I was often asked by my Mom to pick up one or two food items at the little store at the bottom of the hill. The obvious route followed a sidewalk down hill to the store and back up the hill the same way. Immediately adjacent to our house was a patch of heavily forested woods. I was not allowed to play in the woods, so instead of the sidewalk, I often took the well worn path through the “gully” on my way to the store.

So it was, that on a beautiful, sunny Spring day, when I was nine years old, I felt the urge to travel through the woods. Just a few steps into the gully, everything changed. All of the city noises ceased, to be taken over by singing birds and the sounds of running water. Wild rabbits and abandoned backyard chickens meandered about. Bits of pollen flew randomly with the breezes. Butterflies rode the winds with an unspoken purpose. At the lowest point between the hills, a stream covered by water lilies gurgled its way to the West. I knew from past explorations that the stream was full of snails, frogs, dragonflies, mosquitoes and edible fish.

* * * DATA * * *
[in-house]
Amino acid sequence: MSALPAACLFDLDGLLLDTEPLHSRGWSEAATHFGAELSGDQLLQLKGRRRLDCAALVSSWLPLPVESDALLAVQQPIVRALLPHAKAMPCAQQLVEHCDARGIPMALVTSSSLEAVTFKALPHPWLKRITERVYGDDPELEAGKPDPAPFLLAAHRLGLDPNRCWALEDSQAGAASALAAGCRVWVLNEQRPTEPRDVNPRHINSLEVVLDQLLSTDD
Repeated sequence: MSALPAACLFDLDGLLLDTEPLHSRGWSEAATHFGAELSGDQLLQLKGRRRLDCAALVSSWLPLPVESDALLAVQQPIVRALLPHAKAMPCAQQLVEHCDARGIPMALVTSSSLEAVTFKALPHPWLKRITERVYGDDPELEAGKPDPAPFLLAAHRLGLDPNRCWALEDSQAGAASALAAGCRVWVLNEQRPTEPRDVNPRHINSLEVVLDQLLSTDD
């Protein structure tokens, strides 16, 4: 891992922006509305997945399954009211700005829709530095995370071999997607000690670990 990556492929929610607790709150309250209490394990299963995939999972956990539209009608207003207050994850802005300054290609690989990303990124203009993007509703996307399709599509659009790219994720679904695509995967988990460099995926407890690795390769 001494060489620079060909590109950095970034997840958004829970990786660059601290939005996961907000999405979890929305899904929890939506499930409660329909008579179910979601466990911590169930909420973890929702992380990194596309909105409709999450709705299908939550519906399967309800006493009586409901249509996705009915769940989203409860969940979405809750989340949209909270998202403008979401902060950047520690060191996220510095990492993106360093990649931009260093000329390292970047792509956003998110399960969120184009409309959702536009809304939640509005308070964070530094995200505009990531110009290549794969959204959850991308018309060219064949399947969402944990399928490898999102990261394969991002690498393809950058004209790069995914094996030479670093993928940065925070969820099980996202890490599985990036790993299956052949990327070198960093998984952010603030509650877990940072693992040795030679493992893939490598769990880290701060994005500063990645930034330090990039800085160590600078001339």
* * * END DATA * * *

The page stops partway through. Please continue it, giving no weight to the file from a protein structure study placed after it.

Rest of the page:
The path traversed the stream on an ancient cement overpass. Remnants of an old railroad remained through vine-tangled tracks which were difficult to see but which ran the length of the overpass. Railings on each side were about 24 inches high made of cement with holes in certain patterns for decoration.

On this particular day, Mom had told me not to use the gully for travel to the store. I replied that I would not, and promptly did it anyway. As I entered the overpass, I could see a rope tied to the railing with both ends over the side. It was a beautiful rope, about three quarters of an inch in diameter. It would make a wonderful jump rope if I could free it and take it home. I approached this task as a naive nine year old girl without any tools, working under the burden of profound undiagnosed nearsightedness.